Key Insights On The Evolution Of Orthoses And Biomechanics
- Volume 22 - Issue 2 - February 2009
- 5791 reads
- 0 comments
The interest in shoes and inserts should have a positive influence on the podiatry profession, according to Dr. Levine. He feels the demand for podiatric services will increase as the public becomes more aware of foot pain and potential solutions. Dr. Levine cautions that one should not adopt a “shortsighted” attitude that other providers are taking the work of podiatrists.
“We are the leaders in the care of the foot in every aspect whether it is surgical or conservative care,” says Dr. Levine. “Even with other players, we still have more knowledge and expertise in the foot, ankle and lower extremity biomechanical issues and will be the directors of foot care for the future.”
Dr. Levine is in private practice and is also the director and owner of Physician’s Footwear, an accredited pedorthic facility, in Frederick, Md.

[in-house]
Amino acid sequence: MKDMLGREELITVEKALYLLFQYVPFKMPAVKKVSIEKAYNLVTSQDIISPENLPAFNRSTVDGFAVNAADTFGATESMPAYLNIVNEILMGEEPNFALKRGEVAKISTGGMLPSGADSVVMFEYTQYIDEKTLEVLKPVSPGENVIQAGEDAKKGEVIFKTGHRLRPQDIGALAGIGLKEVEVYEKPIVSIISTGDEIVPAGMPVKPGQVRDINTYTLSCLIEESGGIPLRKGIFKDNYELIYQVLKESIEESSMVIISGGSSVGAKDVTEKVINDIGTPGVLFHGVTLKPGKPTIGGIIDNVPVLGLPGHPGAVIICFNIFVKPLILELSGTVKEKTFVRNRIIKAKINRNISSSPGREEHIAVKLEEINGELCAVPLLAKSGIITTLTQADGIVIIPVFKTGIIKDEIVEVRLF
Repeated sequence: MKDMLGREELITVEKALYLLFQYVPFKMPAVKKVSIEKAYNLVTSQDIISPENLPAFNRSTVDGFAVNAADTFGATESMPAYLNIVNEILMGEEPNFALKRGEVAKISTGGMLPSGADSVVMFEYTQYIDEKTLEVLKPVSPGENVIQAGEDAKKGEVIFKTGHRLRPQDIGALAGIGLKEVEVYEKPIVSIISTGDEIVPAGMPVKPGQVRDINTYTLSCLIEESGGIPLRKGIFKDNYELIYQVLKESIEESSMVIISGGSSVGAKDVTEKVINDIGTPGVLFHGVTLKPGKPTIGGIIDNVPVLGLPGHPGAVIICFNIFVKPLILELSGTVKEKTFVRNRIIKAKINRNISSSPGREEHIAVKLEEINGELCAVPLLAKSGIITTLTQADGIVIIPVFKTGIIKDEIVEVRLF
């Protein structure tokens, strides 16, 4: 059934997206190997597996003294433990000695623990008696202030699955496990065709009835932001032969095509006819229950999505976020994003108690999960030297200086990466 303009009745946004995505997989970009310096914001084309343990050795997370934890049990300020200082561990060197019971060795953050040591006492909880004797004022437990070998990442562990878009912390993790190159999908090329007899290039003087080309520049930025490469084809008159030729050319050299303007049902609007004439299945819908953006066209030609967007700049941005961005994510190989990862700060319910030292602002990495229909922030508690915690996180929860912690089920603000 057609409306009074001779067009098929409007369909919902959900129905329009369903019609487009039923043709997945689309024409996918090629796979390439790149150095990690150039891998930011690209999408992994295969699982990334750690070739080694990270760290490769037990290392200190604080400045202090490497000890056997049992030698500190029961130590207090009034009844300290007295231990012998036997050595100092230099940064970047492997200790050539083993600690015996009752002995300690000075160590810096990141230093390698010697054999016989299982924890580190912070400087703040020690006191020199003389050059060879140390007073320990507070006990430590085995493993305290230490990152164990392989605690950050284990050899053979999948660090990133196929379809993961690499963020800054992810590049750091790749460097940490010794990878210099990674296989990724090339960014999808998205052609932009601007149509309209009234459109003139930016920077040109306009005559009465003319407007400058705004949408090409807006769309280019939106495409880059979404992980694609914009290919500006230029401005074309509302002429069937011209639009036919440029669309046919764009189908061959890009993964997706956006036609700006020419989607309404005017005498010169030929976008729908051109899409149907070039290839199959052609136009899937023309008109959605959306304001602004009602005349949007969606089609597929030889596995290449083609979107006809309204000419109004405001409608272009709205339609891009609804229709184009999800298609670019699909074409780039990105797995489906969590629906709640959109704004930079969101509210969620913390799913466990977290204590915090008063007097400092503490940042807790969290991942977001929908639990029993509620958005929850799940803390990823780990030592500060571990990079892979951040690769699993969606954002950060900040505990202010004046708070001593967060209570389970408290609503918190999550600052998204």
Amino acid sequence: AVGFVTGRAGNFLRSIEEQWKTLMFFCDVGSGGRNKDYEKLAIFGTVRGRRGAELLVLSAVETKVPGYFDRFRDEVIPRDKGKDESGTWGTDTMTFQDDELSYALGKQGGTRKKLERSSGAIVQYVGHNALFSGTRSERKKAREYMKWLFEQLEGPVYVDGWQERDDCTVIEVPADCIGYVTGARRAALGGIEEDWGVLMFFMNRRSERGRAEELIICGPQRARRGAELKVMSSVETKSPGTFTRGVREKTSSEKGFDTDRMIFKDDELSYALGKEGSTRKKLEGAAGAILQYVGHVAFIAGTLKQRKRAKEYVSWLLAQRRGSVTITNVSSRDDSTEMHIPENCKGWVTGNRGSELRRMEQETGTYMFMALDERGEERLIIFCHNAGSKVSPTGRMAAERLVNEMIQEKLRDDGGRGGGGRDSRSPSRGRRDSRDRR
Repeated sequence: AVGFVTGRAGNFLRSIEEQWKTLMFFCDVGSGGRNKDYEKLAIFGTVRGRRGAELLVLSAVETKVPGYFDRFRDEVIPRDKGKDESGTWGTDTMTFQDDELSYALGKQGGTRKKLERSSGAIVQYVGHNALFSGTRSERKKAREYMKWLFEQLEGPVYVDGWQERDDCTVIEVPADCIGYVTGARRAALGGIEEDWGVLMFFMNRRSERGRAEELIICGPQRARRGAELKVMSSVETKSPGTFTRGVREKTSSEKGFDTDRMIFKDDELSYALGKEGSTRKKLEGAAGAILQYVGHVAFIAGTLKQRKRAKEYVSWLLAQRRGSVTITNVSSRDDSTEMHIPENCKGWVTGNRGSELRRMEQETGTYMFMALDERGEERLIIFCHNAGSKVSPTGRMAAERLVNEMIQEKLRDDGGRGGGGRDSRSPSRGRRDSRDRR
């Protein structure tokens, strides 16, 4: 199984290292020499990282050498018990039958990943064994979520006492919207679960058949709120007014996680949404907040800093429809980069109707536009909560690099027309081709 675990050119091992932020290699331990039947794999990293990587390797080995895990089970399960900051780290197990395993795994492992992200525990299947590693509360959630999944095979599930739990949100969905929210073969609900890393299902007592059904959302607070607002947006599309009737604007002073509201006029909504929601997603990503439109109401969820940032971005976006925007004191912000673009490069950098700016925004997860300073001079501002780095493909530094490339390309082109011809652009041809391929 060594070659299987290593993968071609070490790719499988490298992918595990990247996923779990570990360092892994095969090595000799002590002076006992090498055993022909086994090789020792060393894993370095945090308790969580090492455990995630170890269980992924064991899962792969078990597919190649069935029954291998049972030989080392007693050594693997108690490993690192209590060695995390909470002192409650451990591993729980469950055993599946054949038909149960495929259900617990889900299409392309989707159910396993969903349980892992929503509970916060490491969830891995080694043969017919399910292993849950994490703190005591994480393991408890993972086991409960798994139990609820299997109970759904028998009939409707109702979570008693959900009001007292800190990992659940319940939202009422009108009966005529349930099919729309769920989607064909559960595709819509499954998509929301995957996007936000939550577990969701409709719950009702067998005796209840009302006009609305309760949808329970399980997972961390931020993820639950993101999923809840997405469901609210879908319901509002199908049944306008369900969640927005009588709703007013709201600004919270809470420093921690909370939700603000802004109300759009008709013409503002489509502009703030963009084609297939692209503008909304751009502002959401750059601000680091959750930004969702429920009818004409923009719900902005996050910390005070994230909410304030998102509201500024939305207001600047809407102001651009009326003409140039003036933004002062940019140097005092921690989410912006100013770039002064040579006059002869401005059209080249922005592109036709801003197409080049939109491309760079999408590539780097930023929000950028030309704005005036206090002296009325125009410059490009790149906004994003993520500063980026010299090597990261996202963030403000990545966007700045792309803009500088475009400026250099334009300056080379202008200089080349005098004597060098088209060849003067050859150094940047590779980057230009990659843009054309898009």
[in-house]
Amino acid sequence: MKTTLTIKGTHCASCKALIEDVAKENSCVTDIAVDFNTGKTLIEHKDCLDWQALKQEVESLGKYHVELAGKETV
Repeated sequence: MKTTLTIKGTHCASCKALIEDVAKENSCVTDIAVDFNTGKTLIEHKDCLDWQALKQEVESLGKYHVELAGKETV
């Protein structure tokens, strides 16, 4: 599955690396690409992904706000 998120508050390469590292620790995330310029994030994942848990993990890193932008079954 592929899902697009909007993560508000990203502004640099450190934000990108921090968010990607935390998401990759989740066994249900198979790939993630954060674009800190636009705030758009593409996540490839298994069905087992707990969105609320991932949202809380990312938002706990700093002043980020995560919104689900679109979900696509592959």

Dr. Richie is an Adjunct Associate Professor in the Department of Applied Biomechanics at the California School of Podiatric Medicine at Samuel Merritt College. He is a Past President of the American Academy of Podiatric Sports Medicine.
Dr. Spencer is an Associate Professor of Orthopedics/Biomechanics at the Ohio College of Podiatric Medicine. He is also a Diplomate of the American Board of Orthopedics and Primary Podiatric Medicine.
For further reading, see “Emerging Concepts In Podiatric Biomechanics” in the December 2006 issue or “Redefining Biomechanics Of The Foot And Ankle” in the October 2005 issue.
For the archives or reprint information, visit www.podiatrytoday.com.